Historic Building Details


HB Ref No:
HB02/11/002 A


Extent of Listing:
House, offices, land stewart's house,balustrade


Date of Construction:
1840 - 1859


Address :
Drenagh House 15 Dowland Road Fruithill Limavady Co Londonderry BT49 0HP


Townland:
Fruithill






Survey 2:
A

Date of Listing:
3/28/1975

Date of De-listing:

Current Use:
Country House

Former Use
Country House

Conservation Area:
No

Industrial Archaeology:
No

Vernacular:
No

Thatched:
No

Monument:
No

Derelict:
No




OS Map No:
29/2SE

IG Ref:
C6885 2357





Owner Category


Private

Exterior Description And Setting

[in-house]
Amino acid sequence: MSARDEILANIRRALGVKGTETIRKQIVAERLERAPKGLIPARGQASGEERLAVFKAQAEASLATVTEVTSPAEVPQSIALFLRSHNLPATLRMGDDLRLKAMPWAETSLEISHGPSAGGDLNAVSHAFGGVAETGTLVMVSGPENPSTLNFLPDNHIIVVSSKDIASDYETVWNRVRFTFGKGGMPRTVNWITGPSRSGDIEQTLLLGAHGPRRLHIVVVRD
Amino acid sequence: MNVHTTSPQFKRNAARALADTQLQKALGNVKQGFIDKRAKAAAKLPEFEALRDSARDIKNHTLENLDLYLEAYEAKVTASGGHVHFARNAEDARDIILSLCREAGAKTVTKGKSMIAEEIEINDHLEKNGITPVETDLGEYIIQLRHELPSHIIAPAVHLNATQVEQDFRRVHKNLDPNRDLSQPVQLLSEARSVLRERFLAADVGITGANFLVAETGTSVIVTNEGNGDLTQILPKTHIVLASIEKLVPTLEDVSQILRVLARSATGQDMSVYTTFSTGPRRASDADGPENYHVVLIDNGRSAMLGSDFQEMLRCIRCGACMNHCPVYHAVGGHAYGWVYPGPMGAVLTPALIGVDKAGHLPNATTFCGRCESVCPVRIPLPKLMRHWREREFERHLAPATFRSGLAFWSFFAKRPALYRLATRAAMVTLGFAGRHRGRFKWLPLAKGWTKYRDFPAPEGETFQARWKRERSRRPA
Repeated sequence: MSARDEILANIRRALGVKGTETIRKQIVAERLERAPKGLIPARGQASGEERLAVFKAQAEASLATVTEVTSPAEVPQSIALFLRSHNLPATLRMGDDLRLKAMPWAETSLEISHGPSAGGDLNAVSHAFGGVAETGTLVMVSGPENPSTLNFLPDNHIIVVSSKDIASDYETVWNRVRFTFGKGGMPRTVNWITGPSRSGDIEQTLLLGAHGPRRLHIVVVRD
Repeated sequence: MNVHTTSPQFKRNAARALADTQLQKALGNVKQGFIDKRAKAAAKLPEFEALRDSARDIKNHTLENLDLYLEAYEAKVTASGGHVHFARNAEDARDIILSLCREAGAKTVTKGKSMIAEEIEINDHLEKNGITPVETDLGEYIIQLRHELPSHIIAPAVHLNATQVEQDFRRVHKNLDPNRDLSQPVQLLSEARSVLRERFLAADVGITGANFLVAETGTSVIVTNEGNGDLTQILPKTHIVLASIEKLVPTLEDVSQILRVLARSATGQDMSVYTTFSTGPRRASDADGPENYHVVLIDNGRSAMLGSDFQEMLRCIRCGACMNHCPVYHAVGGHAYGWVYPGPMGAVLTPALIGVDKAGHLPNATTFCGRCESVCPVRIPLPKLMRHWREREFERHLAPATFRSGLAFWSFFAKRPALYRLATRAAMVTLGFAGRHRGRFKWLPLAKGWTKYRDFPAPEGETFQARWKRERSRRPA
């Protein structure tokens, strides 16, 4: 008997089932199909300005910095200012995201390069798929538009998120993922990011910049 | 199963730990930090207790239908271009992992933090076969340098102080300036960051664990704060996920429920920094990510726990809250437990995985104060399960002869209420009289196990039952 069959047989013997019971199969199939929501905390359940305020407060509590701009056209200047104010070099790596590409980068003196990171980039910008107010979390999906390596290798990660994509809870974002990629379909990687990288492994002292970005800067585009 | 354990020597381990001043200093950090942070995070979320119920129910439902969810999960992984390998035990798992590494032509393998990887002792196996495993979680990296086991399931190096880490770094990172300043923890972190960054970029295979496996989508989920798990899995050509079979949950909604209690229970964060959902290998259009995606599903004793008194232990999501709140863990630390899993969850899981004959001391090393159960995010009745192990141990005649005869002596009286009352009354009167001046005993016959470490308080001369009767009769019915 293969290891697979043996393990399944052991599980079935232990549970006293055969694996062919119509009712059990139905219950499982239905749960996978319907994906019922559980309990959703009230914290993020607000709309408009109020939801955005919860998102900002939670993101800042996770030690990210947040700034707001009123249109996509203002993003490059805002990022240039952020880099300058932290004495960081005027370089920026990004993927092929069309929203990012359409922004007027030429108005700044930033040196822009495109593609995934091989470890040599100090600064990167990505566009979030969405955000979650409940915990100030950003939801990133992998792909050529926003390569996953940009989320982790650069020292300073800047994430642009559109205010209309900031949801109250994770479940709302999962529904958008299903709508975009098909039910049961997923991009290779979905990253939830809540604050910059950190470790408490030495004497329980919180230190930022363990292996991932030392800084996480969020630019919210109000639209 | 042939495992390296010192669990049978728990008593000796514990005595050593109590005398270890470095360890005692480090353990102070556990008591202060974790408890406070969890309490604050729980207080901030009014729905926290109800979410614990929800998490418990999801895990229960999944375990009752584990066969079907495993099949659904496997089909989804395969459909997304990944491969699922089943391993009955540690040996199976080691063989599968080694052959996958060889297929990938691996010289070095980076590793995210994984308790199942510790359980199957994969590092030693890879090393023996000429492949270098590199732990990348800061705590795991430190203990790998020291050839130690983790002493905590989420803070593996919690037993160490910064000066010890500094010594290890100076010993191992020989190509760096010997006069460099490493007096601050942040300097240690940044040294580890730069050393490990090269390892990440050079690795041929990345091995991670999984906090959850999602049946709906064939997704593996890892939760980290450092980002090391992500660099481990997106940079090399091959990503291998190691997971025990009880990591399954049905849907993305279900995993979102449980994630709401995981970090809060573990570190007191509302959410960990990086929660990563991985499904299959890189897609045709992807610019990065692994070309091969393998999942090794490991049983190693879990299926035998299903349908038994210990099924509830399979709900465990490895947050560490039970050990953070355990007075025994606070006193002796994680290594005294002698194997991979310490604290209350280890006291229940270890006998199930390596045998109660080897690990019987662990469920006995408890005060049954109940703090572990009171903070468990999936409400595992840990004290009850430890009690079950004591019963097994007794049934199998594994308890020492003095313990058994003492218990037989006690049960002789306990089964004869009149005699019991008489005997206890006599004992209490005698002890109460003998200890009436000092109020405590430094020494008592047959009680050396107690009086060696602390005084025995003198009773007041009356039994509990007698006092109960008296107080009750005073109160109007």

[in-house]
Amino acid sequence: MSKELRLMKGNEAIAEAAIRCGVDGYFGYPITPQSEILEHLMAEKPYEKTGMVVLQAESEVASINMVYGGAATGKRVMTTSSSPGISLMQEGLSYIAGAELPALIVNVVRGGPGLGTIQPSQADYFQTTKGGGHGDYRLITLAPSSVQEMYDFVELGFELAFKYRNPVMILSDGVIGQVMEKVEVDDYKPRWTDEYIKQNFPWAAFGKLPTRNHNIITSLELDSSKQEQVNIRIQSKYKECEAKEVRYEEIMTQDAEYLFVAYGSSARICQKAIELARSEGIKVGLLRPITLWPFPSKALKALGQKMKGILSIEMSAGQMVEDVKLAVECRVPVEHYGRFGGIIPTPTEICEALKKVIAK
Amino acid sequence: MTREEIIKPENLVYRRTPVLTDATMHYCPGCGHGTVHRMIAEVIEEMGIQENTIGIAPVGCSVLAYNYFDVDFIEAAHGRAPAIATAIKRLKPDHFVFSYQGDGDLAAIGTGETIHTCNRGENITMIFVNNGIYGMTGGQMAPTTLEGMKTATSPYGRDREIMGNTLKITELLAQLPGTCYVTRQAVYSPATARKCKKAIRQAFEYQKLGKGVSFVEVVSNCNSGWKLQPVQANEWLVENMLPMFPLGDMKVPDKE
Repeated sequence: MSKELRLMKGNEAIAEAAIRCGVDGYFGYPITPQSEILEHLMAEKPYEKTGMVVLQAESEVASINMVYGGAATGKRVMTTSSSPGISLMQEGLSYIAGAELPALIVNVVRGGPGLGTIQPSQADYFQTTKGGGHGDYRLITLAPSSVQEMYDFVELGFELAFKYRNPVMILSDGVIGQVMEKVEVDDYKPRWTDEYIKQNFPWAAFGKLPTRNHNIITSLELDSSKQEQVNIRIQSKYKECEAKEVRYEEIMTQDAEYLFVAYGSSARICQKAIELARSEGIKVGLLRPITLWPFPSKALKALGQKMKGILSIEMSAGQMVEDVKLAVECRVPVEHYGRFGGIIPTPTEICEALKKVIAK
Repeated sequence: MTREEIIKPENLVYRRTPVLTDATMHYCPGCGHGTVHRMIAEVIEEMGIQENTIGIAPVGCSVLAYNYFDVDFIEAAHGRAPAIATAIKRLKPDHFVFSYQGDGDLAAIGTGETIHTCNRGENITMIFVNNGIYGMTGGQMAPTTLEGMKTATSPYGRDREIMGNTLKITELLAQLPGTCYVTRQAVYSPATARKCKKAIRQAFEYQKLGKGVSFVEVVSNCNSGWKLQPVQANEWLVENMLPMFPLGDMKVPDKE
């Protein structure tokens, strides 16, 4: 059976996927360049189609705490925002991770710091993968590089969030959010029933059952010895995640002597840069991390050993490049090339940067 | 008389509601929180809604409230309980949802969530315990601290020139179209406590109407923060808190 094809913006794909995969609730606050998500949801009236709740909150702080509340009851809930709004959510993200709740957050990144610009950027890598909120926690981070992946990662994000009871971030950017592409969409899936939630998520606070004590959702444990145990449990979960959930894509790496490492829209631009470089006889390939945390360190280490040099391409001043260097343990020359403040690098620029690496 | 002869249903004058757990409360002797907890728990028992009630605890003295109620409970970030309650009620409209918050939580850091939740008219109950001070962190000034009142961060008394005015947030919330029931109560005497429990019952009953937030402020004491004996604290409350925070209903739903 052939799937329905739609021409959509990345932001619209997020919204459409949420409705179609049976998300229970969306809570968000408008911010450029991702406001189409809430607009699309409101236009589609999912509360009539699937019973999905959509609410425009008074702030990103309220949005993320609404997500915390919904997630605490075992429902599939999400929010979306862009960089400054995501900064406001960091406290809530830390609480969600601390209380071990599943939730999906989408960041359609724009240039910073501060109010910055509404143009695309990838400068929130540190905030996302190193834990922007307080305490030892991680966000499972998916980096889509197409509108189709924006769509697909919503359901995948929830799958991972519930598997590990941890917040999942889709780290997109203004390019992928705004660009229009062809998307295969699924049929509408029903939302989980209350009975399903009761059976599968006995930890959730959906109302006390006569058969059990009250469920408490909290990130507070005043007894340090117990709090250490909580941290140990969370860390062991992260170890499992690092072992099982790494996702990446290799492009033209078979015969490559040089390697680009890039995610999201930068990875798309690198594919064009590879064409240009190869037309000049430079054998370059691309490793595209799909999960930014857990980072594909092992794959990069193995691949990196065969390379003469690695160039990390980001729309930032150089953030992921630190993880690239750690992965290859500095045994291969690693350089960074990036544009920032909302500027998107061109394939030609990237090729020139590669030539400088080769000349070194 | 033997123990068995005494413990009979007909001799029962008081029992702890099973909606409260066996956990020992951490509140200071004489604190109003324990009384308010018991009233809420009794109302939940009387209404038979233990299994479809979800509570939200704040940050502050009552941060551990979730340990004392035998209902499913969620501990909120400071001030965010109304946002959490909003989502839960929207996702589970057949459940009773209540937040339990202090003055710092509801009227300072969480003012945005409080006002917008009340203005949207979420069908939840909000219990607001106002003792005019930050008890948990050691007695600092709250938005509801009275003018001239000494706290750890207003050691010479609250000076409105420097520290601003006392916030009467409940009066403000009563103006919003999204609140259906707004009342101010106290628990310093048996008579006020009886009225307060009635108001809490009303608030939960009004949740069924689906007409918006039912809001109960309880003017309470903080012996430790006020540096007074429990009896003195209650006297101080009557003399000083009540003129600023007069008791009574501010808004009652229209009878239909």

A large two storey ashlar sandstone faced house with slated roof and lead ridges and hips. Main entrance with single storey portico on south east facade. Lower two storey U plan return from north east face which encloses a court with a covered gateway access. A further two storey return extends from latter terminated by the land steward’s two storey house. The main entrance consists of a delightful tetra Ionic portico with double columns at each side in the middle of a five bay block. These support an entablature with detailed cornice and above it a balustrade returned to the main plane of the facade. All crisply detailed though the frieze is marred by the washers of tiebars ensuring that the portico will not part company with the main wall. The columns are unfluted and taper gracefully from the base to the necking which is decorated with classical motifs. The outer columns are reflected on the main wall with double pilasters complete with Ionic capitals and necking. The entrance door with semi-circular fanlight has narrow roundheaded windows on either side. Between the ground floor and first floor windows two string courses encompass the principal facades; one lines with the cills of the upper windows while the other, a sort of railway track, continues the line of the entrance portico cornice. The ground floor windows are chaste Georgian affairs with a mere chamfer running along the outer edges of the reveals. The higher windows sport an architrave with curved lugged bottoms and a thin cornice on top. Above, the wall terminates with full entablature (kept simple), the cornice part displays the details of the portico. Over the cornice is open balustrading in four bays and with a solid infill in the centre piece. This is the most successful composition of the house. Its symmetry is contested by a much lower two storey six bay wing to the north east similarly sandstone faced. Windows are smaller but still 12 pane. The south west facade has six bays and the centre two form a positive breakfront unfortunately decorated with a distyle arrangement of Roman Doric pilaster above which is an unadorned pediment. The balustrading carries round this side, stopping momentarily at the pediment. Round to the north west Lanyon becomes more chaste and the five bay facade is modelled only by two almost clumsy canted bays on either side of a ground floor french window with elliptical fanlight. This gives access to a vast stretch of flat lawn bounded eventually by a lengthy balustraded wall. Beyond the wall a ha-ha separates it from the pleasant rolling landscape of the demesne. To the north east of the canted bays lies the lower wing of the northern return, which further extends to provide offices and the land steward’s house. The northerly return is not without architectural interest. Its north east side is punctuated by a breakfront centrally placed gateway with elliptical arch over which rises a three storey part terminated with plain pediment containing a clock face. The facade is again faced with pink ashlar sandstone seven bays wide, its storey heights are defined by plain and moulded stringcourses. Through the gateway is a paved court surrounded by the more utilitarian offices of the house. Three of the walls here are finished with rubble stonework with brick trimmed openings, that next the main house has a smooth rendered and painted finish. In the courtyard are outside steps leading to a basement which extends under one third of the main part of the house, and semi-circular depressions to basement windows. See HB02/11/002B to K for recorded items within estate grounds. Former road bridge and Drumachose church ruins listed separately.